Despite the fact that there were so many groups with such surprising numbers, little has been known about them. Media coverage was distorted and media criticism blunted by a number of considerations. Moreover, far right activities outside New York City have received very little attention relatively speaking, and New York groups and leaders have been assumed to be typical and nationally significant. Outsiders seldom took notice of far right groups' activities because of their secretiveness and because their actions met with far greater general approval than now. In many ways the distance between the far right and the conservative mainstream was a much shorter one then. When they did come to public notice it was typically either through congressional investigations that were followed by media and public scrutiny or by impressively large rallies and gatherings.
What little was known about them often originated with their political enemies. Exposes done by the left had little impact or currency outside the political and social circles of the left. Their critiques often were self-limiting because they usually focused only on the more sensational and extreme pronouncements and actions of the far right. But they did contribute to the perception of a "Brown Scare" by the end of the decade that helped unify disparate elements of the left and provided a much needed political windfall for the Roosevelt administration in discrediting isolationism. Jenkins concludes there never was much substance to the fears of a nationwide, coordinated right wing threat in the 1930s. But there were two important waves of activity in Pennsylvania from 1932-1934 and from 1938-1941.
While the groups studied may have differed somewhat from continental fascism in one respect or another, they nonetheless really did constitute an antidemocratic and anticapitalist potential threat. Moreover they truly did represent a radical challenge to U.S. institutions even as they proclaimed loyal Americanism. "There never were a million fifth columnists, but there were dozens of extremist groups on the Far Right, forming an interlocking network that looked to the same core of leaders and theorists and that shared common facilities for the manufacture and dissemination of propaganda. While the terminology is controversial, at least some of these movements can legitimately be described as Nazi or fascist" (pp. 5-6).
Extremist groups flourished in Pennsylvania between the start of the New Deal and U.S. entry into World War II. Philadelphia and Pittsburgh had active branches of the German American Bund, the Silver Shirts, the KKK, the Italian Blackshirts, and the Christian Front. These branches sometimes provided national leadership and nearly always represented nationally significant numbers, money, and support. Philadelphia was probably second only to New York City as a center of extreme right activity. Pennsylvania's secondary cities and counties like Reading, Lancaster, Wilkes-Barre, and Erie, and counties surrounding both Philadelphia and Pittsburgh, were strongholds. Jenkins does an excellent job of delineating the geography of far right strength.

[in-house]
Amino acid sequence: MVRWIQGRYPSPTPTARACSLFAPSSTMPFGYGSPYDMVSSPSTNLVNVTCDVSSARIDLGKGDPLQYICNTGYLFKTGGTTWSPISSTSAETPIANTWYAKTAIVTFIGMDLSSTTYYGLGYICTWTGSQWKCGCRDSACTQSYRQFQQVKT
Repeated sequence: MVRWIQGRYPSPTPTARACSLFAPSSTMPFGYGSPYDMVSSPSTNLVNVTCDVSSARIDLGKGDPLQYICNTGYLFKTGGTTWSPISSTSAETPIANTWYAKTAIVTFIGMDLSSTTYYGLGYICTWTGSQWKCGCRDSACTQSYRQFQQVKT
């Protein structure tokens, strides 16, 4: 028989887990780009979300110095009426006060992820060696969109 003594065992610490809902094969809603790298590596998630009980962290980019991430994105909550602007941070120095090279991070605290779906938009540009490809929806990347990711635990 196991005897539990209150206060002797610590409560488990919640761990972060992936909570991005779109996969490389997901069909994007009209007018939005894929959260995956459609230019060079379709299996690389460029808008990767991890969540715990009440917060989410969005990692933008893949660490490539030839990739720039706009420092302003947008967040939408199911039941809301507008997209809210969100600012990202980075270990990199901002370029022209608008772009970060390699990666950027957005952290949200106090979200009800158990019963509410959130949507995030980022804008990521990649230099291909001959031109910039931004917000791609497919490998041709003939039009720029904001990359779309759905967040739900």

The Ku Klux Klan at its peak by the mid-1920s was centered in the coal and steel regions around Pittsburgh and the hard coal region surrounding Wilkes-Barre in northeastern Pennsylvania. It counted perhaps a quarter million Pennsylvania supporters who could be found in virtually all counties of the state. Chiefly nativist in the 1920s, it experienced precipitous decline and then revival in the late 1930s, its reinvigoration due to antiunion, antilabor, anticommunist, and anti-Semitic emphases.
Though not nearly as well known as the KKK, Italian-American fascist groups appeared and flourished at the same time as the better-known hooded organization. Pennsylvania's very large Italian-American population often lived in tightly knit urban enclaves. Admiration for Mussolini's political, administrative, and foreign policy triumphs gave them a nationalistic pride, and fraternal organizations, particularly the Sons of Italy, provided an organizational base. Prominent judges, politicians, and community and Catholic church figures supplied effective leadership, while the Italian-language press contributed the communication channels. Within the Italian enclaves there was broad community support and approval: "[f]ascism had become commonplace, unremarkable ..." (p. 101) by the mid-1930s. Despite the preponderance of Italian influences, the movement remained loyally Democratic if not democratic and for that and other reasons enjoyed unbroken success unknown to the Klan and other far right groups. It also largely escaped the media and government scrutiny that other groups endured.
Hitler was the inspiration for further developments. Although the Silver Shirts were more active elsewhere, their anti-Semitic emphasis found some support in the Keystone state. Hitler's anti-Semitism and Jewish harassment and eventual persecution found a receptive audience in areas of Pennsylvania where there were large concentrations of Jews and where their business success made them visible and widely resented. Aided by Pennsylvania congressman Louis McFadden, the connections among Zionist plots and plans and New Deal initiatives and labor activism were made clear. Philadelphia had a local and briefly successful anti-Semitic organization called the Khaki Shirts in the mid-1930s. But Pennsylvania's chief contribution to the cause was another homegrown organization, the Anti-Communism Society founded and dominated by Bessie Burchett and "upper-crust ultrapatriots characterized by a contemporary pamphleteer as 'Dress Shirts'" (p. 127). They regarded "Jew and Communist as synonymous" (p. 130), and New Dealers and labor organizations such as the CIO as virtually synonymous with the others.